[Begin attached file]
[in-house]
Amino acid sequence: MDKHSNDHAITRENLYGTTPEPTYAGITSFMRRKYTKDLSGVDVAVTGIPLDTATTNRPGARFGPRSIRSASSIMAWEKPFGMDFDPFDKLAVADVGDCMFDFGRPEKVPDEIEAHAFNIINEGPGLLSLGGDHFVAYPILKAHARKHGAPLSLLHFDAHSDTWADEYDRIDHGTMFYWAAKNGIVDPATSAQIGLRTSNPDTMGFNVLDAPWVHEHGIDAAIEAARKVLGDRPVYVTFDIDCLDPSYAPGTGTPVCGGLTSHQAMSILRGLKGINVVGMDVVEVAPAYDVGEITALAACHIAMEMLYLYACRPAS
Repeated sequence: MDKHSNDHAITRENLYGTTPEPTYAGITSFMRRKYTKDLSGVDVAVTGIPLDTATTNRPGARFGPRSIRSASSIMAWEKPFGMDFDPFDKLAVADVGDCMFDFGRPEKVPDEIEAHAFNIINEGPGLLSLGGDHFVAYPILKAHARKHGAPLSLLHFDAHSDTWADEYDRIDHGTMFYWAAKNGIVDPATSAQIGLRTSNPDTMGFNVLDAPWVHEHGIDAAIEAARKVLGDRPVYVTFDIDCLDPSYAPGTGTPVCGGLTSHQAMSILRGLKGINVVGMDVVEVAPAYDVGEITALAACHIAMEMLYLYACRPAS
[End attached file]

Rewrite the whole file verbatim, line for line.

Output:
[in-house]
Amino acid sequence: MDKHSNDHAITRENLYGTTPEPTYAGITSFMRRKYTKDLSGVDVAVTGIPLDTATTNRPGARFGPRSIRSASSIMAWEKPFGMDFDPFDKLAVADVGDCMFDFGRPEKVPDEIEAHAFNIINEGPGLLSLGGDHFVAYPILKAHARKHGAPLSLLHFDAHSDTWADEYDRIDHGTMFYWAAKNGIVDPATSAQIGLRTSNPDTMGFNVLDAPWVHEHGIDAAIEAARKVLGDRPVYVTFDIDCLDPSYAPGTGTPVCGGLTSHQAMSILRGLKGINVVGMDVVEVAPAYDVGEITALAACHIAMEMLYLYACRPAS
Repeated sequence: MDKHSNDHAITRENLYGTTPEPTYAGITSFMRRKYTKDLSGVDVAVTGIPLDTATTNRPGARFGPRSIRSASSIMAWEKPFGMDFDPFDKLAVADVGDCMFDFGRPEKVPDEIEAHAFNIINEGPGLLSLGGDHFVAYPILKAHARKHGAPLSLLHFDAHSDTWADEYDRIDHGTMFYWAAKNGIVDPATSAQIGLRTSNPDTMGFNVLDAPWVHEHGIDAAIEAARKVLGDRPVYVTFDIDCLDPSYAPGTGTPVCGGLTSHQAMSILRGLKGINVVGMDVVEVAPAYDVGEITALAACHIAMEMLYLYACRPAS